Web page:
The mobile industry's efforts to convince lawmakers that self-regulation alone is the best way to address growing concerns over privacy-invading mobile applications appears to be running into some headwind.
On Thursday, Rep. Hank Johnson (D-Ga.) introduced new legislation that would require mobile application developers to provide clear notice to consumers and get their consent before collecting personal data from mobile devices.
Johnson's bill, the Application Privacy, Protection and Security Act of 2013 (HR1913), would force mobile application developers to disclose what data they collect and how they will use, share and store that data. They would be required to disclose the specific categories of data they collect and the third parties with whom they share the data.
Mobile application developers would need to have a clearly spelled out privacy and data retention policy that tells consumers how long data is stored and the choices they have for deleting or opting out of such collection. The Federal Trade Commission would be responsible for enforcing the provisions of the bill, known as the Apps Act.
Johnson's bill is another sign of the growing concern among lawmakers and others in Washington and elsewhere over the data collection practices of mobile application software vendors and providers of mobile services.
California has been one of the most aggressive states in this regard. Last year, the state's attorney general, Kamala Harris, struck an agreement with several leading companies, including Facebook and Google, to make their privacy policies more transparent to users of their mobile applications.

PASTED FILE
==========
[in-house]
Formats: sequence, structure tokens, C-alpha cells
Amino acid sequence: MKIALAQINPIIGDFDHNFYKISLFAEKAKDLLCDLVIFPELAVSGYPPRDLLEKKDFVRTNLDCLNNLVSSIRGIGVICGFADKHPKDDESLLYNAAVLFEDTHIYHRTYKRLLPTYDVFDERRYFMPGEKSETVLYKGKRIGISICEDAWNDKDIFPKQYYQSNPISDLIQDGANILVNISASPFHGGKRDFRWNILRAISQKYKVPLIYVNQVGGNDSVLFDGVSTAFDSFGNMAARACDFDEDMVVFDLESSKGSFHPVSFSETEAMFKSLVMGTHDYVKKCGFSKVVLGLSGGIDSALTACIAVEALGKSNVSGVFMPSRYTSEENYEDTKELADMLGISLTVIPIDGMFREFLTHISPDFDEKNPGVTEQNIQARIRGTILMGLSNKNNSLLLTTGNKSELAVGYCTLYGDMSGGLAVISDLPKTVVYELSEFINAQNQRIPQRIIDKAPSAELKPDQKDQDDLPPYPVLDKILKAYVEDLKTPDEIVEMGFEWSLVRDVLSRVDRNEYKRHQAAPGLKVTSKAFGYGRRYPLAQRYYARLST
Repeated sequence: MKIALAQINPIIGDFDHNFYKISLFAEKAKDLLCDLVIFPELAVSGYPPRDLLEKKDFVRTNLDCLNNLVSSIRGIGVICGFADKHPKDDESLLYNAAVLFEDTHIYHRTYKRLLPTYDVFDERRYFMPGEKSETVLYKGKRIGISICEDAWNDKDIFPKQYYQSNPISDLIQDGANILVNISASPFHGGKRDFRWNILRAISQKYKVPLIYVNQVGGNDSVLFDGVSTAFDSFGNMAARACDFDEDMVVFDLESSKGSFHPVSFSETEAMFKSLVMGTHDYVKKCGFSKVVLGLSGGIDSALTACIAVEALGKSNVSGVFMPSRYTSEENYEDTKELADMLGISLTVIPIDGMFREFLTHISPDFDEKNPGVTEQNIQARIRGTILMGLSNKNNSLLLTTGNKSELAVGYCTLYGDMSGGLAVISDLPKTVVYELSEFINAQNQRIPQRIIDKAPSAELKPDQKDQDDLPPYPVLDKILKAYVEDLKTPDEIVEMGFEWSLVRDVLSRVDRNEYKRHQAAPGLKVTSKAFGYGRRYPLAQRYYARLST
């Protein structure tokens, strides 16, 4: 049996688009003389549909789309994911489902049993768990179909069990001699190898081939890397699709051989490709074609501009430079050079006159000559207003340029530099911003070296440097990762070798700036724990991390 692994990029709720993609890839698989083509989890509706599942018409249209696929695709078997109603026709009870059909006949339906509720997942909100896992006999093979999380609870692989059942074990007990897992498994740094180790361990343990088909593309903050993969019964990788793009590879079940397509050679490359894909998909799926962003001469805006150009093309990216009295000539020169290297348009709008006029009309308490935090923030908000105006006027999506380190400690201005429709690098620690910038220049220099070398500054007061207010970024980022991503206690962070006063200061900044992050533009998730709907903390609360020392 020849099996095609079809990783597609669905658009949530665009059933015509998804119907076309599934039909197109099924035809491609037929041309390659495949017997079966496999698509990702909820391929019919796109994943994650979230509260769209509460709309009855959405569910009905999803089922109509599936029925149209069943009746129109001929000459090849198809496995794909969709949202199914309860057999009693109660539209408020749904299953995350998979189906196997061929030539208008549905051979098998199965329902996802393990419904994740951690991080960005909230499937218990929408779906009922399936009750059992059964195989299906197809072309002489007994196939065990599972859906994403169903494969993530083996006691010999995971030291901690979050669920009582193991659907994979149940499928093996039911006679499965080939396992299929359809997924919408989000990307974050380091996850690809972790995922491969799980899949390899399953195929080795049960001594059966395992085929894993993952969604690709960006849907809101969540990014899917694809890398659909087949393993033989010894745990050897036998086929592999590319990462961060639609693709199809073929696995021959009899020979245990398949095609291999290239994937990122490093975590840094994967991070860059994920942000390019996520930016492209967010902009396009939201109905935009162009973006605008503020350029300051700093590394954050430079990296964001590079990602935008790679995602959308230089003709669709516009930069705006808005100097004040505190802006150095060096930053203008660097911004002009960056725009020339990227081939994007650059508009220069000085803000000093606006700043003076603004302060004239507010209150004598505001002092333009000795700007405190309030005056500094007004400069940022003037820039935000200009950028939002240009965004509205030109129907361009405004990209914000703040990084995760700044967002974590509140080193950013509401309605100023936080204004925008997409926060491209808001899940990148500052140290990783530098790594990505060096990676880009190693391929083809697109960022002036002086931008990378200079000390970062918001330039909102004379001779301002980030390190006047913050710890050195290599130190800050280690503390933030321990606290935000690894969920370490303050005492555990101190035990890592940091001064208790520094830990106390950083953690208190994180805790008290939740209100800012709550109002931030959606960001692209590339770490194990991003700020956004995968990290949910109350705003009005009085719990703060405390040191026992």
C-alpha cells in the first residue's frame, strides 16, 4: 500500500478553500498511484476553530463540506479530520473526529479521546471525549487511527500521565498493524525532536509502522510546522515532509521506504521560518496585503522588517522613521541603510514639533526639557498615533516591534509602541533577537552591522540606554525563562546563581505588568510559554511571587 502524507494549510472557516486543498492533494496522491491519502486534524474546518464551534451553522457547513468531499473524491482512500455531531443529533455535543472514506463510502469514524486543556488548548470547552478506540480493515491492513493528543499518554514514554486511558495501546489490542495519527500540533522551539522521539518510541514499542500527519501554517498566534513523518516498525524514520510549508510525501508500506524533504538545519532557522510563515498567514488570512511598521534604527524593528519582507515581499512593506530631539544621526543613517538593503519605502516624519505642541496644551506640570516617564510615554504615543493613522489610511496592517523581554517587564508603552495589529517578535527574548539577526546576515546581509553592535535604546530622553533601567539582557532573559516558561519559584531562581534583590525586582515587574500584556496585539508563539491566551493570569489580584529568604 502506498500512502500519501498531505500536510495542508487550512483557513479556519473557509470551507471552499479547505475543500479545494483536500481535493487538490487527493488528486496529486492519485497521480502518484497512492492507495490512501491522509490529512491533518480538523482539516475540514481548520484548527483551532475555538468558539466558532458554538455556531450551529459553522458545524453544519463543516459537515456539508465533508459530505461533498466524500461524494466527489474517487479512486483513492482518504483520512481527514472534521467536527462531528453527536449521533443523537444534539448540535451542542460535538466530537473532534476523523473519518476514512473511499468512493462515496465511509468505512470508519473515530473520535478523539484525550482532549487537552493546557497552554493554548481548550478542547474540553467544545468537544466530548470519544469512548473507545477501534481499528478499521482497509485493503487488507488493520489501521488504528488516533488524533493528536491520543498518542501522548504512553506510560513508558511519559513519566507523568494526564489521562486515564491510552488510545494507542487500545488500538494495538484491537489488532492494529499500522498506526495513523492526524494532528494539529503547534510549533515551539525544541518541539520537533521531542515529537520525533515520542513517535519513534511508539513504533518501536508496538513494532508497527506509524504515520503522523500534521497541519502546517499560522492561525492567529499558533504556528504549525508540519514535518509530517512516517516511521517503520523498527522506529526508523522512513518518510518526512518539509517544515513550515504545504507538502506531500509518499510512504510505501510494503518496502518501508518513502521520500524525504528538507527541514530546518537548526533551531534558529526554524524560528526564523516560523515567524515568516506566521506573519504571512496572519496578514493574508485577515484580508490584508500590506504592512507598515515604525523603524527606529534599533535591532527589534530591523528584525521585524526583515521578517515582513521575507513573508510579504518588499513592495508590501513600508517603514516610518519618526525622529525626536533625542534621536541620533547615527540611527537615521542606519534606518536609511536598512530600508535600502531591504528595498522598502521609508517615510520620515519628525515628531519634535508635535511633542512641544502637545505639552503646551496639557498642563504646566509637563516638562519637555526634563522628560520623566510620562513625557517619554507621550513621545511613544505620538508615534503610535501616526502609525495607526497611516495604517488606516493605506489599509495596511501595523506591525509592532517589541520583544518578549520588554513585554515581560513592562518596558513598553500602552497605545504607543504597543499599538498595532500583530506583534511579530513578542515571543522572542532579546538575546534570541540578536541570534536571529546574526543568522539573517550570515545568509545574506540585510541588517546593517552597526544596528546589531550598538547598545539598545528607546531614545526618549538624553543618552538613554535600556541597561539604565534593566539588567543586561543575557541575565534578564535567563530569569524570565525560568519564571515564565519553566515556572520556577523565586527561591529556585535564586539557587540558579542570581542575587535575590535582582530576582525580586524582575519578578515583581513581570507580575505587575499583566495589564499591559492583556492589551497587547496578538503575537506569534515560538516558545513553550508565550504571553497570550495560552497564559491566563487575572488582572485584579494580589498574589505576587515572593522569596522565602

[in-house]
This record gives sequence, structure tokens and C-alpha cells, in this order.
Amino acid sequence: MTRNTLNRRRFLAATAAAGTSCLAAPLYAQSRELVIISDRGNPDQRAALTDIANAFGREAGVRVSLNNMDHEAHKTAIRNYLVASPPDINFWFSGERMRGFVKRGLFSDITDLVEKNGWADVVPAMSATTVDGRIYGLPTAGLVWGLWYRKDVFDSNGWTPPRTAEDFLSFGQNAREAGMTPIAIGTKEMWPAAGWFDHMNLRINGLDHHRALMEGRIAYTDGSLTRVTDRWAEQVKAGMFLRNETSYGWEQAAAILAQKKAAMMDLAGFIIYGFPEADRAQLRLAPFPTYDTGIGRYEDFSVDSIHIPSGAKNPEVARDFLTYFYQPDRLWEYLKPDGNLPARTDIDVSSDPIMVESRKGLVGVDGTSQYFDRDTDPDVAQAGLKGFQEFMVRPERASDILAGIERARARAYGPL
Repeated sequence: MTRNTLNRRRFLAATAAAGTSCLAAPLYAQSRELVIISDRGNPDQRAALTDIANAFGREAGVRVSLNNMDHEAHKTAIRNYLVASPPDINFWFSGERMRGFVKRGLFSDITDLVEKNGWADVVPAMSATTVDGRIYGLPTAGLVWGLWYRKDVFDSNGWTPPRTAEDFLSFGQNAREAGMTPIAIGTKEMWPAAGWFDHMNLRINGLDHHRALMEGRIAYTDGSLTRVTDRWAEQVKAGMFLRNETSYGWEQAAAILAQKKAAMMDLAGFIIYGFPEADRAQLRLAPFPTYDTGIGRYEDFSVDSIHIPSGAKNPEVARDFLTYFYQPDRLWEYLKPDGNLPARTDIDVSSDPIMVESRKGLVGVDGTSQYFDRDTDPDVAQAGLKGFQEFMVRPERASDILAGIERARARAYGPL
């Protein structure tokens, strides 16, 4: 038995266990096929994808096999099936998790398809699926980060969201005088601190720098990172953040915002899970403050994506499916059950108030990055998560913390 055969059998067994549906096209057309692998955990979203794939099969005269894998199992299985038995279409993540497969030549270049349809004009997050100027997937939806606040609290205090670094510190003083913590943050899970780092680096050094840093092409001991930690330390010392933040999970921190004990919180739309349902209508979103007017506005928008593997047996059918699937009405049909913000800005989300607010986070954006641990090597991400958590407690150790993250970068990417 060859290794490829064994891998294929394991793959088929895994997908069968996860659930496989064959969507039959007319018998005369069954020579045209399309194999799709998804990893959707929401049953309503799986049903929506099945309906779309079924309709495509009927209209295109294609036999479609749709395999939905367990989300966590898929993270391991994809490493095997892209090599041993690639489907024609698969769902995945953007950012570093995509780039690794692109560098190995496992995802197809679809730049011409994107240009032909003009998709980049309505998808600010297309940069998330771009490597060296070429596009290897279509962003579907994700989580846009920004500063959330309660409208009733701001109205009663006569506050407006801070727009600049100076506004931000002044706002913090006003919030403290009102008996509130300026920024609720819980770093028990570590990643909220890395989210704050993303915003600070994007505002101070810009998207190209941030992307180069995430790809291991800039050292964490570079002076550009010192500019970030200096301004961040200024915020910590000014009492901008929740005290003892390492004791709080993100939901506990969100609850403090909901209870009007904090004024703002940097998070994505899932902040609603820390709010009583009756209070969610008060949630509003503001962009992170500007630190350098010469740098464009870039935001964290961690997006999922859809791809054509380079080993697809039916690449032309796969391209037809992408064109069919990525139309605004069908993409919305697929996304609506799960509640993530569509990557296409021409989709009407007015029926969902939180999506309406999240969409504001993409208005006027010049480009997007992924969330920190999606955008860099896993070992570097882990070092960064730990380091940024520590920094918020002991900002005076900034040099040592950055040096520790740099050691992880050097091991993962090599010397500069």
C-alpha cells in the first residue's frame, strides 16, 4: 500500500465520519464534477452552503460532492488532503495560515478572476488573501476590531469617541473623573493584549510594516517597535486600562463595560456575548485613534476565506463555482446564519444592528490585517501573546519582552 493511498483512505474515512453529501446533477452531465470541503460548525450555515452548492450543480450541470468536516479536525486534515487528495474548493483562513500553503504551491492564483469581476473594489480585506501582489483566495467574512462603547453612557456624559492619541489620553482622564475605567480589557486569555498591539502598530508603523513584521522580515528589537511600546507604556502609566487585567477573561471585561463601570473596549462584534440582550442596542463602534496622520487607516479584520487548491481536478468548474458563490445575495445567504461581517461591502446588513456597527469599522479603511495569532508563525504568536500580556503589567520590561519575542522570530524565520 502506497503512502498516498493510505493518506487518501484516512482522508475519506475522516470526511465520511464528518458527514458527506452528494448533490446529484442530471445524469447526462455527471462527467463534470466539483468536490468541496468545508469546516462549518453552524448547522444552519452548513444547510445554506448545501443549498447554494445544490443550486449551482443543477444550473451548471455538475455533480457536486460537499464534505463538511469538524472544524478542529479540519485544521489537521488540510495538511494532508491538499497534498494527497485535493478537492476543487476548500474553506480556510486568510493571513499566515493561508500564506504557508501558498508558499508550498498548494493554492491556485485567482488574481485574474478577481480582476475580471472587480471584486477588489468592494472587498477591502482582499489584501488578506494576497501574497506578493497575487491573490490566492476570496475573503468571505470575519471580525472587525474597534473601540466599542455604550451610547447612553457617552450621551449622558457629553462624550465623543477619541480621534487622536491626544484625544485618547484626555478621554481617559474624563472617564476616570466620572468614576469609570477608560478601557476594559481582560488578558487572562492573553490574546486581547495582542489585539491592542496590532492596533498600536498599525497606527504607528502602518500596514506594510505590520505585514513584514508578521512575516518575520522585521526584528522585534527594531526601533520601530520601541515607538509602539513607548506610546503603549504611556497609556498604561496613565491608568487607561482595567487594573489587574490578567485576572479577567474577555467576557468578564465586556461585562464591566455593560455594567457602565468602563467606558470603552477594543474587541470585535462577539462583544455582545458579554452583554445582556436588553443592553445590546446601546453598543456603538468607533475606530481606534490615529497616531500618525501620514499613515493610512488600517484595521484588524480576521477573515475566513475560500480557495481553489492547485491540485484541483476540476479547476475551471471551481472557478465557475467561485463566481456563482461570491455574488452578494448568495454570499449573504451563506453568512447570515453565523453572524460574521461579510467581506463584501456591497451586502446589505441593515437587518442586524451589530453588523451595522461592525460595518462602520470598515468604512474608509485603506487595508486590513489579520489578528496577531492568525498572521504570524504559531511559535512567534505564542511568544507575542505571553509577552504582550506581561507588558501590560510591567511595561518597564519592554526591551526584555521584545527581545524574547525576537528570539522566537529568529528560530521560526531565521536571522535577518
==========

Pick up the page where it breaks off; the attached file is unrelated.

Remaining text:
In March 2012, a total of 18 companies including Facebook, Apple, Twitter and Yelp were sued in Texas for allegedly distributing privacy-invading mobile applications.
The mobile industry itself has tried to address such concerns via a multi-stakeholder initiative led by the National Telecommunications and Information Administration (NTIA). Under that effort, industry stakeholders, rights groups and Internet marketers are working to develop a mutually acceptable privacy code of conduct for the mobile industry.
The industry has tried to argue that such self-regulation is a far better option than new mobile privacy laws pushed down by Congress.
Johnson's introduction of the Apps Act suggests that some lawmakers are either not entirely convinced that that's the best approach, or that they want to push those efforts along
"[Johnson's bill] serves a useful function by focusing attention on the issue, and it can help drive self-regulatory efforts," Simpson said. "If Rep. Johnson's bill is passed, it would be a significant step forward."
Consumers of mobile apps expect application developers and platforms to follow fair information practices when handling their personal data, said David Jacobs, consumer protection counsel at the Electronic Privacy Information Center (EPIC).
More than half the respondents to a recent survey by the Pew Research Center said that they had avoided installing a mobile application after discovering the amount of information it collected. Another 30% said they had uninstalled applications after learning about the privacy policies associated with that application, Jacobs said. "Yet the mobile app marketplace currently suffers from inadequacies of transparency and control," he said.
"The Apps Act of 2013 contains several provisions that will advance transparency in mobile apps," he said. While he acknowledged that it doesn't provide a full set of fair information practices for users, he said the bill should help ensure better data handling by mobile application vendors.
This article, "Bill Would Put Mobile App Vendors on the Hook for Privacy," was originally published on Computerworld.com.
Jaikumar Vijayan covers data security and privacy issues, financial services security and e-voting for Computerworld. Follow Jaikumar on Twitter at @jaivijayan, or subscribe to Jaikumar's RSS feed. His email address is firstname.lastname@example.org.
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